PHOTOS: Construction Progressing on Thousands of New Downtown Residences

Six months ago, we reported on 11 residential developments moving forward in the Central Business District, Over-the-Rhine, and Pendleton. At the time, these were expected to add about 1,500 new units of housing to the urban core. Although one of these projects has been downsized and another postponed, one new residential project was announced as well.

Most notably, the proposed tower at Fourth and Race was downsized from 300 to 200 units, and the grocery store that would have been located on the ground floor of the building has been dropped from the plan.

The Cincinnati Center City Development Corporation (3CDC) is also shelving its plans for a new mixed-use project at 15th and Race, which would have added 57 residential units. However, 3CDC is also shelving its plan to build 53,000 square feet of office space as part of the third phase of Mercer Commons, and is considering building more residential at that location. The first two phases of Mercer Commons contain 126 apartments and 28 condos in addition to retail space.

Finally, the proposal to bring an AC Hotel to the former School for the Creative & Performing Arts (SCPA) in Pendleton has been scrapped. Developers are now moving forward with an alternate plan, which will convert the building into 155 market-rate apartments.

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The other projects still moving forward include:

  • Phase two of The Banks broke ground in April 2014. It will contain 305 new apartments and 21,000 square feet of retail space, in addition to a new office tower for General Electric.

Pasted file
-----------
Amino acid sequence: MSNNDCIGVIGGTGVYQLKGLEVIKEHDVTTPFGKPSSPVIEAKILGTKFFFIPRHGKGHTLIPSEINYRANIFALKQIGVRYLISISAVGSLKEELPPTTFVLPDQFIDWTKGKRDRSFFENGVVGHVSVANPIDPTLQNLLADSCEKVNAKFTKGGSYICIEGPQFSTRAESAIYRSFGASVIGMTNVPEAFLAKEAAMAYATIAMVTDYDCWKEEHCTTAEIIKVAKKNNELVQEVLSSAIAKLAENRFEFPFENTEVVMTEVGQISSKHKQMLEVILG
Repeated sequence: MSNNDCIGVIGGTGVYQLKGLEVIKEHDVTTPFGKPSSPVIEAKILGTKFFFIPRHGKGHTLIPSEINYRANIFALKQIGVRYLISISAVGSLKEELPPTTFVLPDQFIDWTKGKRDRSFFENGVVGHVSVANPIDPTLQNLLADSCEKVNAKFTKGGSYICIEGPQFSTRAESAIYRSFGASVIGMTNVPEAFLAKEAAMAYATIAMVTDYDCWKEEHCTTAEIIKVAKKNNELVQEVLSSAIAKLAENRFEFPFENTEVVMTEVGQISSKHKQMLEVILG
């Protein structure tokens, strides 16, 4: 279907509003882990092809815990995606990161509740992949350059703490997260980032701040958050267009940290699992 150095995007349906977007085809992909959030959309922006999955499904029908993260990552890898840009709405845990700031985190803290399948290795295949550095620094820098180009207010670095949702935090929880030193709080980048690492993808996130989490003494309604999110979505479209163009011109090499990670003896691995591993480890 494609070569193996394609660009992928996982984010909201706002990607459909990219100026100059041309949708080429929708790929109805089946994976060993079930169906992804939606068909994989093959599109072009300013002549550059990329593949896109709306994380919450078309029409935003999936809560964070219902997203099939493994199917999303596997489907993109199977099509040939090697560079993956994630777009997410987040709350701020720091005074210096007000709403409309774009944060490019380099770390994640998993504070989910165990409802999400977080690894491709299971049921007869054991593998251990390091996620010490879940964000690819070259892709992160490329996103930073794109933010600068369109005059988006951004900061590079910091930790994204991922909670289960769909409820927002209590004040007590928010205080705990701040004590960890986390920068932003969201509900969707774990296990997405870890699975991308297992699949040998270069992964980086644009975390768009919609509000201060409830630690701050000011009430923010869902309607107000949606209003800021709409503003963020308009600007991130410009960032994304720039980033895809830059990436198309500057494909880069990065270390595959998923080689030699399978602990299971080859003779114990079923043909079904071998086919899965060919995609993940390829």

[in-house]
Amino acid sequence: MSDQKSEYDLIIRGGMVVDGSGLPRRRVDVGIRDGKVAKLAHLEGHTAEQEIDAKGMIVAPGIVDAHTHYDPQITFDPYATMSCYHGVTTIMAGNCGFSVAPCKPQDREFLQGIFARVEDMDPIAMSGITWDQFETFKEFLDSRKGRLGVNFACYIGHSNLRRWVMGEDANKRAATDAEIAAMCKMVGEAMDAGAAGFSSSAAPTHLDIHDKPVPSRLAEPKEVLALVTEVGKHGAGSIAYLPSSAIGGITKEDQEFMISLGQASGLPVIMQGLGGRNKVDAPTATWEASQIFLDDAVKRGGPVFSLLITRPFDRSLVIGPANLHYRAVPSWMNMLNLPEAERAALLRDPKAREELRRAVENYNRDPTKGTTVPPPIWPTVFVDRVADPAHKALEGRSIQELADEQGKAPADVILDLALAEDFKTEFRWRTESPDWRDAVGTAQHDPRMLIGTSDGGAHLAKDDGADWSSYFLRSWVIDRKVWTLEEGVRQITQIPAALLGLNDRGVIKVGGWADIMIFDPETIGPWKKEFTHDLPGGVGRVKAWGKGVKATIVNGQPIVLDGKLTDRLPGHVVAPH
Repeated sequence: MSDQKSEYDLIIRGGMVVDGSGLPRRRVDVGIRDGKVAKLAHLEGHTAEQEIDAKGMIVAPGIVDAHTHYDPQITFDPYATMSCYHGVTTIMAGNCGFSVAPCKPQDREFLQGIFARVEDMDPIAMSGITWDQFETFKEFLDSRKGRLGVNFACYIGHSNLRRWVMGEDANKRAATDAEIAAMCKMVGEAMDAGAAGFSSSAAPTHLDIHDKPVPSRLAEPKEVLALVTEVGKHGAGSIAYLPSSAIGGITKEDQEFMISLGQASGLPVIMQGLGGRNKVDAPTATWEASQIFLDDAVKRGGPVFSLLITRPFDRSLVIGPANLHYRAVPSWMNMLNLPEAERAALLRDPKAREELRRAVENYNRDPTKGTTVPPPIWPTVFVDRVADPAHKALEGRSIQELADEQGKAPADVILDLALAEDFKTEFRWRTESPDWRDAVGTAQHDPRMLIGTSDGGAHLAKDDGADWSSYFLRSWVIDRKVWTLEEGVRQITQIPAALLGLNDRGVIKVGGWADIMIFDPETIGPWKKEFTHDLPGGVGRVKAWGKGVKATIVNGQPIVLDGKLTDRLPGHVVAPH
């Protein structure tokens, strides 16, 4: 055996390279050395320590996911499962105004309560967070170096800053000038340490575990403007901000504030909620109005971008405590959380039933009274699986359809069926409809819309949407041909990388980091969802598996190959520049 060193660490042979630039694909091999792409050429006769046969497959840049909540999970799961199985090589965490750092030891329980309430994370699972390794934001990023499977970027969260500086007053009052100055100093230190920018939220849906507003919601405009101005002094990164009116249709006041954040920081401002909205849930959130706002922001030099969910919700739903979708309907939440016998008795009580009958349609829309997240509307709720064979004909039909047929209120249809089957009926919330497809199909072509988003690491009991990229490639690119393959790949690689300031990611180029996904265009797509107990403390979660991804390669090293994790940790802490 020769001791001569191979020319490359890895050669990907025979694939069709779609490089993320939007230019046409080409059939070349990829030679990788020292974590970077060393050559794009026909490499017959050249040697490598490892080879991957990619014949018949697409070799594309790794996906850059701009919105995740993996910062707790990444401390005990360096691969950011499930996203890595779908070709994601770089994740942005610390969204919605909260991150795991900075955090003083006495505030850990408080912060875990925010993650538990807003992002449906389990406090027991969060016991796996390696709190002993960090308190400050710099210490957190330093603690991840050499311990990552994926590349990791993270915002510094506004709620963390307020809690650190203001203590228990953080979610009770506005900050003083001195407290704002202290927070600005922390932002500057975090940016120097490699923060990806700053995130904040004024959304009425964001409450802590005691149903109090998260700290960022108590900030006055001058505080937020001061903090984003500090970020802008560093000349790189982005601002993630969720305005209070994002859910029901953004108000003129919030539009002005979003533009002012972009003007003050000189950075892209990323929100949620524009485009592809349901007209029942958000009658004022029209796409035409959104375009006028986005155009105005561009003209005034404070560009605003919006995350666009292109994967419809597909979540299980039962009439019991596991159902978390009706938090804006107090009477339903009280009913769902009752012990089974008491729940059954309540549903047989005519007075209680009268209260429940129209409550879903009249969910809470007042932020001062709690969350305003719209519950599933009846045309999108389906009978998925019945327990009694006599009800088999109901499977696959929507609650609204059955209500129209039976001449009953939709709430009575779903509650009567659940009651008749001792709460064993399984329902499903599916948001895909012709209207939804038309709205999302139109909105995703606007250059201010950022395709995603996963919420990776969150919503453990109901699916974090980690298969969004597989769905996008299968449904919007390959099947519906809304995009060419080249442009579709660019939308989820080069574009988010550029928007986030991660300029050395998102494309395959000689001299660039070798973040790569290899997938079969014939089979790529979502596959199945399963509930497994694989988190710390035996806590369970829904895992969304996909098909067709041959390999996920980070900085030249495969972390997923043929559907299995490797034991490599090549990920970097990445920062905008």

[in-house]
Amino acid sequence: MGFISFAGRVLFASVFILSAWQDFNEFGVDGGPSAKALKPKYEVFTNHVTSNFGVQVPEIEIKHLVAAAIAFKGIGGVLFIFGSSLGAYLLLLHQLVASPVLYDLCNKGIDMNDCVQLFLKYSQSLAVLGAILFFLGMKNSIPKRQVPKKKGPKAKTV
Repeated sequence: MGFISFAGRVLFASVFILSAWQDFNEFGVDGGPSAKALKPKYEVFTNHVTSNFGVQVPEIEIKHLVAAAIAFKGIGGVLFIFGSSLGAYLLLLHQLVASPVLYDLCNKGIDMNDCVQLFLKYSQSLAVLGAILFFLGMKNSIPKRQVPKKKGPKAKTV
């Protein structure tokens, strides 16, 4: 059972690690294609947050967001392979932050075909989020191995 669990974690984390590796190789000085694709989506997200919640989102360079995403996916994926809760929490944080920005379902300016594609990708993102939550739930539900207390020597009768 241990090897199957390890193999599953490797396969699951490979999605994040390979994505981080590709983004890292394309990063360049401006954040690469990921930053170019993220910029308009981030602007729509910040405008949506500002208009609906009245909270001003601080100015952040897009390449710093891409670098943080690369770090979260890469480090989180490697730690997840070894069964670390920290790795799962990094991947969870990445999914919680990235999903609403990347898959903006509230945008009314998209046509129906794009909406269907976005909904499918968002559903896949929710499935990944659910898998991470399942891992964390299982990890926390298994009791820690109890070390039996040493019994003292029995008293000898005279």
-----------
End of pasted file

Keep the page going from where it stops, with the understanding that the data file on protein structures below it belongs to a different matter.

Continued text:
• AT580, formerly known as the 580 Building, is being converted from office space into 179 apartments. The existing retail spaces on the first and second floors will remain.
  • The Seven at Broadway project will feature 110 high-end apartments, built above an existing parking garage. The target demographic for these units will be empty-nesters and older professionals looking for downtown living, according to Rick Kimbler, partner at the NorthPointe Group.
  • Broadway Square, a $26 million development, is now under construction in Pendleton. Its first phase will feature 39 apartments and 40,000 square feet of retail space, and developer Model Group will add at least another 39 apartments in the second phase of the project.
  • The Schwartz Building, formerly vacant office space, is being converted into 20 apartments. Developer Levine Properties cited the building’s location along the Cincinnati Streetcar route as a driving factor for the renovation.
  • The Ingalls Building will be redeveloped into 40 to 50 condos and ground-floor retail space by the Claremont Group.
  • Peak Property Group plans to purchase and renovate three buildings on Seventh Street into 75 apartments and 15,000 square feet of retail space.
  • Developers of the Fountain Place retail building want to add 180 to 225 residential units above the existing Macy’s department store.

EDITORIAL NOTE: All 12 photos were taken by Travis Estell for UrbanCincy between July 3 and July 8, 2014.

  • matimal

    Just getting overhead lines off the main streets makes such a difference. How could we get that to happen in more prominent places in Cincinnati?

    • http://travisestell.com/ Travis